Master blueprint ready for future regional actions for a healthier Baltic Sea


The Ministers of the Environment and High-Level Representatives of the nine Baltic coastal countries and the European Union, convened in a HELCOM Meeting in Copenhagen, Denmark today, have reached an agreement on a package of extensive actions and measures. This will open up new themes to be addressed in the protection of the Baltic Sea. After a year of negotiations, the new HELCOM Ministerial outcome expresses the ambition of the Baltic Sea region to become a model for good management of human activities and to steer regional actions for reaching a healthier marine environment for the Baltic Sea.

Today the Ministerial Meeting has adopted an overarching scheme for combatting eutrophication in the Baltic Sea. Within the scheme, each country commits to fulfil particular targets for reducing nutrient pollution, through measures addressing discharges and emissions from land and via air. The updated targets represent the best available knowledge and give guidance to sharing responsibility for reducing nutrient inputs originating from both HELCOM and non-HELCOM countries, as well as from shipping and sources outside the region.

Agriculture was singled out as a crucial sector for the success of reaching good environmental status of the Baltic. Regarding sustainable agricultural production, the Meeting agreed, among others, on measures that include annual nutrient accounting at farm level and environmentally sound utilization of manure nutrients to be achieved by the specific deadlines.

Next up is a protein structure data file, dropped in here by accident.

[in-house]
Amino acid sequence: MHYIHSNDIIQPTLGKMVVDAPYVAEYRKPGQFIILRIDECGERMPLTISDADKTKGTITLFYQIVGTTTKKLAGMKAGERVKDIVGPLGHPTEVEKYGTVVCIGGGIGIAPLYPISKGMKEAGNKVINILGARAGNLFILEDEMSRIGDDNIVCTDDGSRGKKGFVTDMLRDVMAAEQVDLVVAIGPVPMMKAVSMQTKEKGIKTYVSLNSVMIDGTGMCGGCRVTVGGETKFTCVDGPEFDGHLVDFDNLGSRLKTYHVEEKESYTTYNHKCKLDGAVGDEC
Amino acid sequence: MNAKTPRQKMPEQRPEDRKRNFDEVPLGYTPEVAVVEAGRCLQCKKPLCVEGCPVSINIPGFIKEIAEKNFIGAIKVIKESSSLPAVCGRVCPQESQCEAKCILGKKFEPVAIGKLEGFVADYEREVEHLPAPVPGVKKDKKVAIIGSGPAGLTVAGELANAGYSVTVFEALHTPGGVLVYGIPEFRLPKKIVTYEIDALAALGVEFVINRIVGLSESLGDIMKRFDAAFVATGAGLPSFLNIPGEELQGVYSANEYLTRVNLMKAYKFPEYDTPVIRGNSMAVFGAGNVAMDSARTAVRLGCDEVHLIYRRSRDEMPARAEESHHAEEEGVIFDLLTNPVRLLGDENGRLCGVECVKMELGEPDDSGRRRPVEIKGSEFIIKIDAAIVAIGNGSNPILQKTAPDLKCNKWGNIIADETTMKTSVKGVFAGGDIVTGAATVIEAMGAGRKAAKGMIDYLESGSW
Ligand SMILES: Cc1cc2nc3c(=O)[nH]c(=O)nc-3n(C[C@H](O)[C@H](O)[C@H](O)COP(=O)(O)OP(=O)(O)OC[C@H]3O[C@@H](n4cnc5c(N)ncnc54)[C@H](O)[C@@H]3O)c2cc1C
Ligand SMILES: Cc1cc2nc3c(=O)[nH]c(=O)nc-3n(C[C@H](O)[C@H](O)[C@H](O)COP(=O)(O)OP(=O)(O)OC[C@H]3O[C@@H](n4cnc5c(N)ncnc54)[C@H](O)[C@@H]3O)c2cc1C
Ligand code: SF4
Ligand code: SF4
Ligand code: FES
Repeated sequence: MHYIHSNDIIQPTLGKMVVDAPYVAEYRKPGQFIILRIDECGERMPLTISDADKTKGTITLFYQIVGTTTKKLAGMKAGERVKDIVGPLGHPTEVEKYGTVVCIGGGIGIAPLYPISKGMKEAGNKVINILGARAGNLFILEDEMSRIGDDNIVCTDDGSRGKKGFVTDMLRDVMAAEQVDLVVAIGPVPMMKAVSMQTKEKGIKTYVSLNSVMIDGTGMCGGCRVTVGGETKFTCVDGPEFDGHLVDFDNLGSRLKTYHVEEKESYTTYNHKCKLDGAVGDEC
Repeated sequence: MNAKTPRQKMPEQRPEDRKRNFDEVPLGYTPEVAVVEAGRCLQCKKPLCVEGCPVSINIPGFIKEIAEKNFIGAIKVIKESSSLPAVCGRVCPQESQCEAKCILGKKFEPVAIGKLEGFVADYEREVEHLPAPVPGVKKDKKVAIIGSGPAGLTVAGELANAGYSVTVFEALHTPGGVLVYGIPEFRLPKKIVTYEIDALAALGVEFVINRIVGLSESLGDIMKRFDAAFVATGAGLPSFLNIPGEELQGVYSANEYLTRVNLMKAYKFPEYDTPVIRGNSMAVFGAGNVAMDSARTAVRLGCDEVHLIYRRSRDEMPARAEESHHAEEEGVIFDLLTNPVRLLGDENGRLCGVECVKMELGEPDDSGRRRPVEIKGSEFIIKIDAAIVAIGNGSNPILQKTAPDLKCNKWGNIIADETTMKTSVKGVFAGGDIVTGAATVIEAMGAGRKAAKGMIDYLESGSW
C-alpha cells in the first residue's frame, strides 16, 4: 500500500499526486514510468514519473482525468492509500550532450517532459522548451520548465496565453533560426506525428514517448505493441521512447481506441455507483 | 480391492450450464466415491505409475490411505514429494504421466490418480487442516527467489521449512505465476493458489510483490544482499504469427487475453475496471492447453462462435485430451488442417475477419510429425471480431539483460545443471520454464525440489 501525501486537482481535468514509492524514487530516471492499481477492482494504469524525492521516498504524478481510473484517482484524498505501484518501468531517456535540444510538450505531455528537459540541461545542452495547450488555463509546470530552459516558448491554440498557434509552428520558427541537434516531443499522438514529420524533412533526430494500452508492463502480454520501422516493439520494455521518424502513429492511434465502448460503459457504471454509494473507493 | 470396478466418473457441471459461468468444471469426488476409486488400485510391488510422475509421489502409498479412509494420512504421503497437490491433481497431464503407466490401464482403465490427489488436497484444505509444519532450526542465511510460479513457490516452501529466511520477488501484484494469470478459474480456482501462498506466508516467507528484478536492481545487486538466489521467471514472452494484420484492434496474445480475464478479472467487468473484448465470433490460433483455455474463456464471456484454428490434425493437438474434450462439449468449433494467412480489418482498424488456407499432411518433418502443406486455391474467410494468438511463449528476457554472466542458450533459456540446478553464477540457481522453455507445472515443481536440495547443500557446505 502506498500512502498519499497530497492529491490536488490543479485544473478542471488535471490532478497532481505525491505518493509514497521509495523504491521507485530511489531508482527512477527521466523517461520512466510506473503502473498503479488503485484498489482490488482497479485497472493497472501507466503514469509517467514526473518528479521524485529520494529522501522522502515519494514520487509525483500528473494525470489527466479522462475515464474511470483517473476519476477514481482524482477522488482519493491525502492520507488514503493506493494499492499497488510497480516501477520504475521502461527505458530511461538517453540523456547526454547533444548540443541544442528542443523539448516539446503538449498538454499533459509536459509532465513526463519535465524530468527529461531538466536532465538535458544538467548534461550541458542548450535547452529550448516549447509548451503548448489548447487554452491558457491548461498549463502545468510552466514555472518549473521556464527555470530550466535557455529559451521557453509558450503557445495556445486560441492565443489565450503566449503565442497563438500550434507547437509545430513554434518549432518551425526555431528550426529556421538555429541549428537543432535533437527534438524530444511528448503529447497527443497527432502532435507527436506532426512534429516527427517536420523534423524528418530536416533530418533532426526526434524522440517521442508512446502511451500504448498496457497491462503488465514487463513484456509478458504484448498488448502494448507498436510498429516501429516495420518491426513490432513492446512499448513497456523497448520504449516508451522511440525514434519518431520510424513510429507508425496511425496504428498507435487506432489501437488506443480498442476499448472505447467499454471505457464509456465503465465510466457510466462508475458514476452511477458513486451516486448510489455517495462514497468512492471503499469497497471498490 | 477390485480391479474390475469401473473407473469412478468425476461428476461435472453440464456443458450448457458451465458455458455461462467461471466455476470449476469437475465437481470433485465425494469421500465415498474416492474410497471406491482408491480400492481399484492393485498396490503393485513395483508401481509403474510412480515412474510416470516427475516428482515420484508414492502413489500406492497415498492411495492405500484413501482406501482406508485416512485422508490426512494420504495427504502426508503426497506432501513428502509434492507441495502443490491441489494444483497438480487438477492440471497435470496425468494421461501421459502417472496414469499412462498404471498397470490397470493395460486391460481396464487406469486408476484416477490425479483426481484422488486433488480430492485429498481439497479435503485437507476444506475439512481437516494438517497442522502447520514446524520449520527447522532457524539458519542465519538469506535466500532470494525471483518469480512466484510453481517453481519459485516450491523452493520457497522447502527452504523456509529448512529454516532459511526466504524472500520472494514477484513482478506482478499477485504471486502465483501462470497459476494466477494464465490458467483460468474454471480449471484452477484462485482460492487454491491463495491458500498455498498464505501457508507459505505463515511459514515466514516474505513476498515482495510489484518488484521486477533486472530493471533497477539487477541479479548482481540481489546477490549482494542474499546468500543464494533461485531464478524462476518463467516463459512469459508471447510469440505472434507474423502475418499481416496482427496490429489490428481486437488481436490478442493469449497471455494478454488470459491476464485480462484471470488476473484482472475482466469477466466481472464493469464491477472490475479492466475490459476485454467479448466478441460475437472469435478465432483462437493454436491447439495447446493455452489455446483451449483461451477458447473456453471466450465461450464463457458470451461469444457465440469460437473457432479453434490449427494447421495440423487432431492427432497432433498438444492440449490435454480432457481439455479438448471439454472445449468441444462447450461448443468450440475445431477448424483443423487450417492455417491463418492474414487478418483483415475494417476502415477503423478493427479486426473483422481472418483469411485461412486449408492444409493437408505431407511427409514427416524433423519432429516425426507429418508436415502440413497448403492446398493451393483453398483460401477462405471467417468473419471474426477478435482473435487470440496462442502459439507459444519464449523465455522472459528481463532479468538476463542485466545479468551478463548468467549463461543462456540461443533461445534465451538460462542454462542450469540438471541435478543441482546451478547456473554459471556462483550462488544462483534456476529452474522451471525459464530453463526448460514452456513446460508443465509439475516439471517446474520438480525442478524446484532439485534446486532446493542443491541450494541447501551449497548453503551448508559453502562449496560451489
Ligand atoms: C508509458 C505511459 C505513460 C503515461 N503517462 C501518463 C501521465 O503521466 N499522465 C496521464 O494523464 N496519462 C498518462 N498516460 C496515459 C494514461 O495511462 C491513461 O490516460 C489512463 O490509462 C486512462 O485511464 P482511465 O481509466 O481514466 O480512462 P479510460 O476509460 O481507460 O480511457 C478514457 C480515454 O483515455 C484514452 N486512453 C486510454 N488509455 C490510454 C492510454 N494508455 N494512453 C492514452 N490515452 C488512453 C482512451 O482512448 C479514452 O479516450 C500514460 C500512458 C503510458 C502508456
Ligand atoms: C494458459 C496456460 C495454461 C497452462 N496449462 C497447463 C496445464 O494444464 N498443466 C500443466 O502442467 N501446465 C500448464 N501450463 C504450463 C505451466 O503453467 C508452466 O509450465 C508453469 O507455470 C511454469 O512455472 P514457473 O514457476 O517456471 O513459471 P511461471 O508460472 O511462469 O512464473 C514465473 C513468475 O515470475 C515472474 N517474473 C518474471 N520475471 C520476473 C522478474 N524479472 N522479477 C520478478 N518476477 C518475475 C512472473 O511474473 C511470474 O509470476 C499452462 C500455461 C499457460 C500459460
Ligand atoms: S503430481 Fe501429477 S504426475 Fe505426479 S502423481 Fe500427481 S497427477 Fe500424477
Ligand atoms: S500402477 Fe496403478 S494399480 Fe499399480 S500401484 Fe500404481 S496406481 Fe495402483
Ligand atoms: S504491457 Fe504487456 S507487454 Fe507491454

The future designation of the Baltic Sea as a Nitrogen Oxide Emission Control Area (NECA) under the MARPOL Convention of the International Maritime Organisation emerged as the main topic for negotiations among the Ministers. After lengthy negotiations the Meeting concluded by recalling the earlier commitment regarding the designation, and specified that it would lead to a reduction of nearly 7000 tons of nitrogen to the sea every year. The outcome further stresses that the achievement of the Baltic Sea unaffected by eutrophication relies on additional reduction efforts by shipping sector.

Since the adoption of the Baltic Sea Action Plan in 2007, this is the second Ministerial Meeting, following the Ministerial Meeting in Moscow in 2010, to assess the effectiveness of the Action Plan and subsequent progress towards good environmental status of the Baltic Sea.

Out of all the measures and actions agreed in the Baltic Sea Action Plan as well as following up the 2010 Ministerial Declaration, about one third of agreed actions have been accomplished. Six out of ten measures have been partly accomplished or are still on-going with varying degree of implementation in different countries, and the remaining ten per cent are still to be initiated.